Billing and support costs are higher than bandwidth and capacity costs in large networks. There's a major saving when you can spread those costs over multiple services, triple and quad play. That's been particularly effective in Europe, where Bouygues was invigorated by a quadplay offering. 

Future of 5G wireless in cable

While Verizon expects to deploy widely starting in 2018. Initially, that will primarily be a fixed wireless offering. Cablecos already have a robust DOCSIS cable connection to most homes. I haven't heard anyone in cable suggest much will happen before mmWave mobile is available ~2020.

The go/no go decision is a couple of years away. It's a make or buy choice, impossible to evaluate before the actual costs are clear. 

Comcast has assembled a strong team to make sure they are ready. They are already doing the simulations and closely following the research. I expect at least Comcast to soon do some trials to gain experience. 

Cable's current strategy is to continue to drive fiber deep, which is the best way to prepare for mmWave. That's also the strategy of some of the best at telcos, such as Ibrahim Gedeon at Telus. He's studying Massive MIMO, mmWave, small cells, and G.fast but is not yet sure which will be the right choice to supplement the fiber home they are doing. Meanwhile, they are raising their spending on fiber, knowing that the deep fiber build will be crucial whichever they choose.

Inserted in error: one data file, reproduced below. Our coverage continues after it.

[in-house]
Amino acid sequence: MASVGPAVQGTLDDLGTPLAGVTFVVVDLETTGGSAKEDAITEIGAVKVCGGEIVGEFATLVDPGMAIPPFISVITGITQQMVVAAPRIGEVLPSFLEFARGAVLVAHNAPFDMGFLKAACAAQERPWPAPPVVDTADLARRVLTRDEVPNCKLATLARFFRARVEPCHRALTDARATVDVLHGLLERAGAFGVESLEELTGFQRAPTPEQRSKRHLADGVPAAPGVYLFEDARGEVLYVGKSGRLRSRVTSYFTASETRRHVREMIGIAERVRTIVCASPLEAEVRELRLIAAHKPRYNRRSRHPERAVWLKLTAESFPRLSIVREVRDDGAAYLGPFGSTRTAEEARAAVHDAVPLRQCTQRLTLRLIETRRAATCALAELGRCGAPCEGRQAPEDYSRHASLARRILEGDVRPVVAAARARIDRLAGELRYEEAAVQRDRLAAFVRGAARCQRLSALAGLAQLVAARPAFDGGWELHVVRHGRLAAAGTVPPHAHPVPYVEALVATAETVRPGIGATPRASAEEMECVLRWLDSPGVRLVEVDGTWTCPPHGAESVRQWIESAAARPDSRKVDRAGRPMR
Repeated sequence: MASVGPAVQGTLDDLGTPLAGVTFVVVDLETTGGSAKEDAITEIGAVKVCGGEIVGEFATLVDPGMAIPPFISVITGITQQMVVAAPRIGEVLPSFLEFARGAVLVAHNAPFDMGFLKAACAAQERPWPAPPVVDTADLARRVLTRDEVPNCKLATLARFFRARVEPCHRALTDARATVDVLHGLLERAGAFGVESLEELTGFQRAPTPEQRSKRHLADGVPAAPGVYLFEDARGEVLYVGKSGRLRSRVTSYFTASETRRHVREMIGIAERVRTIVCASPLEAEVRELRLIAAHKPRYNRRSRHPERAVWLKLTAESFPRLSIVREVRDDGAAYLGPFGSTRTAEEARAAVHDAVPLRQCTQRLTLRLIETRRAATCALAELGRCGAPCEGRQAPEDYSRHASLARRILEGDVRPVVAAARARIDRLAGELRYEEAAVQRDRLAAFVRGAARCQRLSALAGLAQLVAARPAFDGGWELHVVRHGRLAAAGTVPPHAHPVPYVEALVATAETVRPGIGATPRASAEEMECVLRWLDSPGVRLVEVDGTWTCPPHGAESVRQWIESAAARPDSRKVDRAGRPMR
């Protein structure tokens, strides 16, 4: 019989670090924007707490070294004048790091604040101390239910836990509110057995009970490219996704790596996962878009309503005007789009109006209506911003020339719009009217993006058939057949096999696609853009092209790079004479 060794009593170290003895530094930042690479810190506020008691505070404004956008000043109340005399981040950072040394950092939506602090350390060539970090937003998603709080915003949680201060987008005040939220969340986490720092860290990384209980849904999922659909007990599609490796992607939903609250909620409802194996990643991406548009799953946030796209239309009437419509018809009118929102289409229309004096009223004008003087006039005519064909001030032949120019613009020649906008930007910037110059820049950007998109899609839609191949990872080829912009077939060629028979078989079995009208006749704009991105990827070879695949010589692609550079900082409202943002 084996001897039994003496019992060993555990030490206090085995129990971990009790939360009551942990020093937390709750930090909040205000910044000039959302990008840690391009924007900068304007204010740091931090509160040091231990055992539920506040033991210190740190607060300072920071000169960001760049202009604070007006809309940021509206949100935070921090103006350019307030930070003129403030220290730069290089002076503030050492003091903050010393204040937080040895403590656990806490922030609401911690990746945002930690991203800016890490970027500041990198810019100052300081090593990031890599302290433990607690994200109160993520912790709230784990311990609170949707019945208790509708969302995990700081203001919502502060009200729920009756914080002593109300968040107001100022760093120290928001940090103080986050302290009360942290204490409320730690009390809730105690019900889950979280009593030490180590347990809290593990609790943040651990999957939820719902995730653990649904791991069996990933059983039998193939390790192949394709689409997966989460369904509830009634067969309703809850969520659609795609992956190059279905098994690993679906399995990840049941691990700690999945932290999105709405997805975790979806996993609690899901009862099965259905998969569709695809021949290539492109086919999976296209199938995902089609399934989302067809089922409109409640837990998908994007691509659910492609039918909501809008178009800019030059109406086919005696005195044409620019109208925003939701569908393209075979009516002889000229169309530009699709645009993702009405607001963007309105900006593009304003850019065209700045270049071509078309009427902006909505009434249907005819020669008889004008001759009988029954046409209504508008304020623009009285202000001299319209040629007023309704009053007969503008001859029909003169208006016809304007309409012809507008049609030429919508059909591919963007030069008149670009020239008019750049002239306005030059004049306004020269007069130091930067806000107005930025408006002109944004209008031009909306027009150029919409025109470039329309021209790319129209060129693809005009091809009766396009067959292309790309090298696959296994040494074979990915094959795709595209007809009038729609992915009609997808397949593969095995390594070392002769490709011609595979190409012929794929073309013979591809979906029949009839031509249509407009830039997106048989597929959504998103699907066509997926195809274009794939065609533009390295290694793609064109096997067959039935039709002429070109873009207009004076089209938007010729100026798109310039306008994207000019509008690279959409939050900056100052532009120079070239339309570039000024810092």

I see cable vs telco completely differently after Balan & Rob's comment.

 

Rob Howald spoke at Adtran's excellent press/analyst event. I met several senior cable people there. Adtran is quietly building strong relationships in cable. This has been quite a year for junkets. Adtran, ASSIA, Calix, Huawei, and the G.fast Summit have paid my travel expenses to events.

 

dave askJuly 2017 Gigabit LTE is real in 2017. So is 5G Massive MIMO. 5G mmWave to fixed antennas is likely 2018, with mobile to follow. China, Japan, Korea, and Verizon U.S. have planned $500B for "5G," with heavy investment expected 2019-2021. 

Being a reporter is a great job for a geek. I'm not an engineer but I've learned from some of the best, including the primary inventors of DSL, cable modems, MIMO, Massive MIMO, and now 5G mmWave. Since 1999, I've done my best to get closer to the truth about broadband.

Wireless One - W1 replaces 5gwnews.com in July 2017. Send questions and news to Dave Burstein, Editor.